Category Archives: Rapp-Coudert

Building on Rapp-Coudert

The 1940-1942 Rapp-Coudert hearings in New York’s state legislature ended as the United States entered World War II with the Soviet Union as an ally. But they provided the model for the anti-communist investigations of the post-war period, and in the long term for investigations being carried out today by different government agencies.

Picking up again later in the 1940s, the investigations went local, carried out by city agencies and educational institutions around New York state – and for that matter in cities across the country. The Board of Education and the Board of Higher Education dismissed some teachers and professors in the late 1940s, while congressional hearings helped drum up public concerns over communism, setting the stage for the Cold War fears that dominated the next decade. Some teachers and college professors were caught up in both the Rapp-Coudert hearings and in those from the late 1940s-early 1960s that are the main focus here at Snoops & Secrets.

Superintendent William Jansen testified in some of these late 1940s congressional hearings. So did Board of Ed member George Timone, who was a key figure in driving the New York investigations. Jansen, some of his aides, and Board investigators handled things at first, with Saul Moskoff taking over as the legal issues became more complex. (For additional background on this time frame, see ).

The investigations followed a perhaps more legally rigorous, and more carefully planned, pattern once Moskoff took over in mid-1951. His files now held by New York’s Municipal Archives provide a clear record of his organizational prowess and his determination to root communists out of the school system. (It would be interesting – and useful – to know if any such detailed records exist in the other cities where these investigations took place.)

These sessions took place in an office suite Moskoff designed (specs are in the Municipal Archives), and according to procedures he laid out. In some cases, different assistant superintendents conducted follow-up questioning of uncooperative teachers in their offices in further efforts to get them to provide information.

Future posts will continue to draw on the teachers’ words and archive records in describing the investigations in more detail.


Can Teachers Catch A Break?

You have to wonder. Cities have been playing “gotcha!” with teachers for more than a century. The latest rounds use flawed tests and inaccurate evaluation scores to drive education DEform, privatization, and union-busting.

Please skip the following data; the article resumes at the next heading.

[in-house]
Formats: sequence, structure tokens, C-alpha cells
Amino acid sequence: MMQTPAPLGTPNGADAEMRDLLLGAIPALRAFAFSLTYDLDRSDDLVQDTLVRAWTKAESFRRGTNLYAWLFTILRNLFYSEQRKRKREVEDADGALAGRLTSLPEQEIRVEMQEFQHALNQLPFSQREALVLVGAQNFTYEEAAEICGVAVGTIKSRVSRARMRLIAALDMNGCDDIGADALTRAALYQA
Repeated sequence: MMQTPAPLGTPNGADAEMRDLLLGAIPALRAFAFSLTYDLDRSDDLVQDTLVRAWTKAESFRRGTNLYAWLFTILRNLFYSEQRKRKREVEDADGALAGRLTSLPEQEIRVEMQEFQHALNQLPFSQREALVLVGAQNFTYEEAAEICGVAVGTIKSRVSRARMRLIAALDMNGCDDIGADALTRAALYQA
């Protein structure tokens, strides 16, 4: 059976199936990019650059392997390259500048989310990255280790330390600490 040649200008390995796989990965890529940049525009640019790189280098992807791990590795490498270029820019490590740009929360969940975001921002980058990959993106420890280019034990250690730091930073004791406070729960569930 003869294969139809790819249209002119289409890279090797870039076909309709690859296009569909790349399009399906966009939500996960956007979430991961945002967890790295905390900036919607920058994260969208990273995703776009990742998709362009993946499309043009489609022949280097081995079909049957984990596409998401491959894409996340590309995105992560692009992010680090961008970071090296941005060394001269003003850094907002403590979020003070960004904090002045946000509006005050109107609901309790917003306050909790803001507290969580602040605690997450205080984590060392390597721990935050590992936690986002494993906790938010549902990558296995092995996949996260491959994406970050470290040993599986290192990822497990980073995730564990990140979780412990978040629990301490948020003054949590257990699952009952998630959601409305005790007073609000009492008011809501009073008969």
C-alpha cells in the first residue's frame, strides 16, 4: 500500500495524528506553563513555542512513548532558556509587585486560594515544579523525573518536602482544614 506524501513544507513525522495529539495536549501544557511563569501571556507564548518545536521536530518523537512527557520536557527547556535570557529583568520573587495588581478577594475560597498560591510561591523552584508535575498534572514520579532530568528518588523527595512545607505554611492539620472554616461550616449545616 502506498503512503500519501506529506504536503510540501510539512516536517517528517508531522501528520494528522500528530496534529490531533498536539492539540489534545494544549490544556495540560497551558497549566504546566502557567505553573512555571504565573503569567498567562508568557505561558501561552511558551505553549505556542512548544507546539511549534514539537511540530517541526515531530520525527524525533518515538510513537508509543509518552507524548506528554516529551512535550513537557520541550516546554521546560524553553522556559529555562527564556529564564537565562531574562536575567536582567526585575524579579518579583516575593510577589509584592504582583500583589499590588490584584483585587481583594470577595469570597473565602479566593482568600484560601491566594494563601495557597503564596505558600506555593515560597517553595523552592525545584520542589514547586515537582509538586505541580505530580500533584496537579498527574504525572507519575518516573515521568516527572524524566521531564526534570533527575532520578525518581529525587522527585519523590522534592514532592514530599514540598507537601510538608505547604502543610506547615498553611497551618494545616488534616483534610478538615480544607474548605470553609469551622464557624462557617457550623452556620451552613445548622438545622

In the early 20th century, in the years surrounding the 1916 founding of the Teachers Union (TU), charges of insufficient Americanism and too much internationalism led to teacher loyalty oaths, dismissals….and union-busting.

Held behind closed doors, the 1940-1942 Rapp-Coudert hearings called in and questioned some 500 college faculty and staff members and students. The goals were to route out communists and others perceived as dangerous subversives from public schools, colleges, and universities….and union-busting.

With time out for WW II, the investigations ramped up again in the late 1940s, and continued into the early 1960s. Cold War chill set in on teachers and other civil servants who were communists, socialists, or otherwise on the left. Or none of those. In New York, and cities around the country, local officials and often police departments got help from the FBI in deeply intrusive searches for names and more names. Once again the goals centered on getting rid of people with annoying political views. …and union-busting.

The parallels to current events – in education and in the broader political world – are all too clear Teachers, and other public workers, are in the political cross-hairs again, for still having reasonably strong unions and because of the persistence of school problems. Rather than attacking the root cause of those problems – poverty and its related social conditions — public officials in both major parties these days are teaming up with for-profit private interests against the public schools. From Scott Walker in Wisconsin, Rick Scott in Florida, Chris Christie in New Jersey, and other (mostly) Republican governors to the likes of Arne Duncan at the Department of Education and New York mayor Michael Bloomberg, the anti-education, anti-teacher private interests continue their crusades. Once again the goals are diverting attention from the impact of poverty. …and union-busting.

The more things (don’t) change…..